There are two big things on my mind as we move into another year. The first is hugely positive: the announcement of a timeline by China for complete closure of its domestic ivory trade. Many people have put years of work into pushing for this, and China also deserves great thanks for taking this monumental step. In Kenya, our growing informer network is still picking up ivory and dealers are being arrested, but we hope to see less of this in the future.

Unfortunately, we have barely had chance to celebrate China’s announcement, because December was another month of tragedies in Amboseli, all the result of the ongoing human-wildlife conflict in the ecosystem. Two people were killed by elephants, and three elephants were killed in retaliation as a result. The backlash from the communities concerned has been understandably ugly, with innocent elephants being killed or injured. We have been doing what we can to defuse the tension in these difficult situations, and it has required all hands on deck.

We are also doing what we can to help alleviate the pain caused by the loss of human life. We are working to find employment opportunities for members of the families of the deceased, as well as looking for educational bursaries for the sons and daughters of those who died. We wish we could do more as we wait for the Kenyan government to make good on its pledge to pay $50,000 in compensation to the families, but sadly, these payouts have yet to happen.

The 45 km fence we are building to try and stop elephant crop raiding is now about half way completed, and we hope that this will go a long way to reducing the huge economic losses suffered by local farmers. However, this fence will only lead to more pressure on other farming areas, highlighting the desperate need to secure, and fence, a hard line between agriculture and wildlife across the entire ecosystem.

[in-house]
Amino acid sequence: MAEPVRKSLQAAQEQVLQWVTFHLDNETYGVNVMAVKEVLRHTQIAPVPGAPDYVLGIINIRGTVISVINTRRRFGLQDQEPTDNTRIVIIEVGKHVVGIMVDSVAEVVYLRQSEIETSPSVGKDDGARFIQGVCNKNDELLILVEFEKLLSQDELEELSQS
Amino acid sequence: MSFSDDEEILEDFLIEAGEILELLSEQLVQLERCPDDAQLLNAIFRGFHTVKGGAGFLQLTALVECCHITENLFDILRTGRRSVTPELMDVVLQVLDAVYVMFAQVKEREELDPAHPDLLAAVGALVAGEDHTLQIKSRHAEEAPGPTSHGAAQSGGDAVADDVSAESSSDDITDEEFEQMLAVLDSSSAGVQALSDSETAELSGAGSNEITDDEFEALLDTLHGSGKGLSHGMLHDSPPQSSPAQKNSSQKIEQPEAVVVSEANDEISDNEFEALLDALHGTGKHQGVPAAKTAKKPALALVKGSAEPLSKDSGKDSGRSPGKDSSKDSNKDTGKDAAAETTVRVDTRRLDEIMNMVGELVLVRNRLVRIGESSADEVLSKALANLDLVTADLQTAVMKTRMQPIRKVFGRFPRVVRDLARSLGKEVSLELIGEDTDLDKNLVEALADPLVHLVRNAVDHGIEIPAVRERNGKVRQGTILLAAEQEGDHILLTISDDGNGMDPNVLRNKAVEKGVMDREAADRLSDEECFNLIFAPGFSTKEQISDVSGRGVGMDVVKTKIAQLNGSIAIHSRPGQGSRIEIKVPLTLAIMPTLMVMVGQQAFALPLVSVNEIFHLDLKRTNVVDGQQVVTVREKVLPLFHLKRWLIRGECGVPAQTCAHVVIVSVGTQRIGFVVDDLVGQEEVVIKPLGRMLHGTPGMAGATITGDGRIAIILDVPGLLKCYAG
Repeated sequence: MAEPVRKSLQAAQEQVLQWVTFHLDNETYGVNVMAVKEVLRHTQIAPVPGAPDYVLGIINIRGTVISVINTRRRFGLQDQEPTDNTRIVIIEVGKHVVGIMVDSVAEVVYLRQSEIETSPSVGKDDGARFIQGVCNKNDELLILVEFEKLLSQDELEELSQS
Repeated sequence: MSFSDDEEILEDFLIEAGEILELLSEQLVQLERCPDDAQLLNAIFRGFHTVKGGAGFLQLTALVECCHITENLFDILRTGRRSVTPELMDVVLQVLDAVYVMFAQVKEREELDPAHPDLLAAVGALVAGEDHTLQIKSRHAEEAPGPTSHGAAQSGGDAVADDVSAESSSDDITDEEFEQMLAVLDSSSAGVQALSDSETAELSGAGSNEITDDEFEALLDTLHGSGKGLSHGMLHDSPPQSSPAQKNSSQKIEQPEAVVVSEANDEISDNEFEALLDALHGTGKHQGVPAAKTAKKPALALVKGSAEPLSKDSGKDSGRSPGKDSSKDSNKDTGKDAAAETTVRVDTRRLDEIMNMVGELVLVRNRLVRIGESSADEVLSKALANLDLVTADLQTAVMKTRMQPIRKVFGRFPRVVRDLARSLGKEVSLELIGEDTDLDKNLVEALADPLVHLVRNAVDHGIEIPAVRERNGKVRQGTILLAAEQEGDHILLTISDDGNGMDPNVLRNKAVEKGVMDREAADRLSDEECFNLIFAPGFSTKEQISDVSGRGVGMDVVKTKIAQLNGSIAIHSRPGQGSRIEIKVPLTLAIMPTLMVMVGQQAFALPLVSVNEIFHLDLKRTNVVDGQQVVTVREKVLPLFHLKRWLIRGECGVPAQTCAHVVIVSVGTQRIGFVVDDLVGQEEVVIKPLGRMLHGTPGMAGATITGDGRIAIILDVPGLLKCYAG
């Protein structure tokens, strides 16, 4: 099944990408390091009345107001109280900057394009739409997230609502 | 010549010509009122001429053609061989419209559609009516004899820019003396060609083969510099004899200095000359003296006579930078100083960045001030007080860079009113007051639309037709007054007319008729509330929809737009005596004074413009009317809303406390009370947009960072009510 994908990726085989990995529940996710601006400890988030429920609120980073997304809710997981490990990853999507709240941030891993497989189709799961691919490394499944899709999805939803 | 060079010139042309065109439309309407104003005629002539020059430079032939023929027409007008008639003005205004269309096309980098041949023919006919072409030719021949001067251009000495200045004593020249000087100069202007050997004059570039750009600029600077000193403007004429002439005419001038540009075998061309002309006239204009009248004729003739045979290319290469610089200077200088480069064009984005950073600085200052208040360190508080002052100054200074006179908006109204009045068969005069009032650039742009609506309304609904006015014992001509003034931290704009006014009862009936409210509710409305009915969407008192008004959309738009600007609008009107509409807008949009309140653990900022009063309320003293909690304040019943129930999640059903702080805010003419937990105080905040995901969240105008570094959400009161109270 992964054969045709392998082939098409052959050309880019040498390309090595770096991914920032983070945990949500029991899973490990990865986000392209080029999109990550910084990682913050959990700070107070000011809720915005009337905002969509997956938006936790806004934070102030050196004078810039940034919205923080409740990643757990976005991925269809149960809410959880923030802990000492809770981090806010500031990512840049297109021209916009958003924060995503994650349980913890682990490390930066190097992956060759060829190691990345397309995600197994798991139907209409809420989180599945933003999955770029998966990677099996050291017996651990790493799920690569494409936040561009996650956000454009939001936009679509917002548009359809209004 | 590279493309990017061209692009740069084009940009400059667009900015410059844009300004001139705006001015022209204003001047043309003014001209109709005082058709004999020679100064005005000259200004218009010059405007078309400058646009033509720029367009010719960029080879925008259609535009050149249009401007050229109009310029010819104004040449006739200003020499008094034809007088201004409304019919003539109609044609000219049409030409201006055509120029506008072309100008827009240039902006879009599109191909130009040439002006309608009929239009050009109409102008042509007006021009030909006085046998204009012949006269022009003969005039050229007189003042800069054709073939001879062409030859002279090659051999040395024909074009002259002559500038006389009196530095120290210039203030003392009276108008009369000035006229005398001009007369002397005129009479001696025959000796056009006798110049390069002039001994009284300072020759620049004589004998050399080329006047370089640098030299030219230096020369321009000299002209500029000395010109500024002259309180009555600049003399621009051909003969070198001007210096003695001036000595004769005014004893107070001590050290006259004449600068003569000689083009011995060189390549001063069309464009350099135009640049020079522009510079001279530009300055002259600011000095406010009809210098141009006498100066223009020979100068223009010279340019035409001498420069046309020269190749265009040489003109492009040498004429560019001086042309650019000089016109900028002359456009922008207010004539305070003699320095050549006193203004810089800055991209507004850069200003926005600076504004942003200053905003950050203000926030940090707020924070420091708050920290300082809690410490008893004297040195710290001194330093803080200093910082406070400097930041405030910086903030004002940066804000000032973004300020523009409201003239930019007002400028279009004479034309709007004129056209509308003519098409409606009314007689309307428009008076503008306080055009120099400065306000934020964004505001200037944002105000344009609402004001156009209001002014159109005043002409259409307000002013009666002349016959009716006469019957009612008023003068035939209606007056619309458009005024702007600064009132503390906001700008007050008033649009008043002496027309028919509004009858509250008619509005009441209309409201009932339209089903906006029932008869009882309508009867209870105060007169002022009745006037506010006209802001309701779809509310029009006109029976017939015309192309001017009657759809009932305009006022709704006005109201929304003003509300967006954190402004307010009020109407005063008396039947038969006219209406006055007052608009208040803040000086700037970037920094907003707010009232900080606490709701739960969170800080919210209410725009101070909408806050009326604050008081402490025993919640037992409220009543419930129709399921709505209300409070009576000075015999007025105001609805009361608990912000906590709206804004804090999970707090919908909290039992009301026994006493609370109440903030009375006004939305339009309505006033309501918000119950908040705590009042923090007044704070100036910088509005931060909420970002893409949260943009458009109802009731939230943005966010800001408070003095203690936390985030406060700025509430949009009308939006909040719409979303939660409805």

On a positive note, despite the high number of livestock killed by predators (an average of more than 11 animals each day), we have seen very few attempts by livestock owners to kill the offending predators. The Big Life predator compensation program, now running for 14 years, is playing a central role in this, as is the colourful addition to Big Life’s predator protection efforts, the Maasai Olympics. The third biennial event took place this December and turned into a nail-biter.

There is nothing to suggest that 2017 is going to be any calmer than 2016, and I believe that Big Life’s work is more important than ever. Thank you, as always, for your generous support.

Richard Bonham,

Director of Operations, Big Life Kenya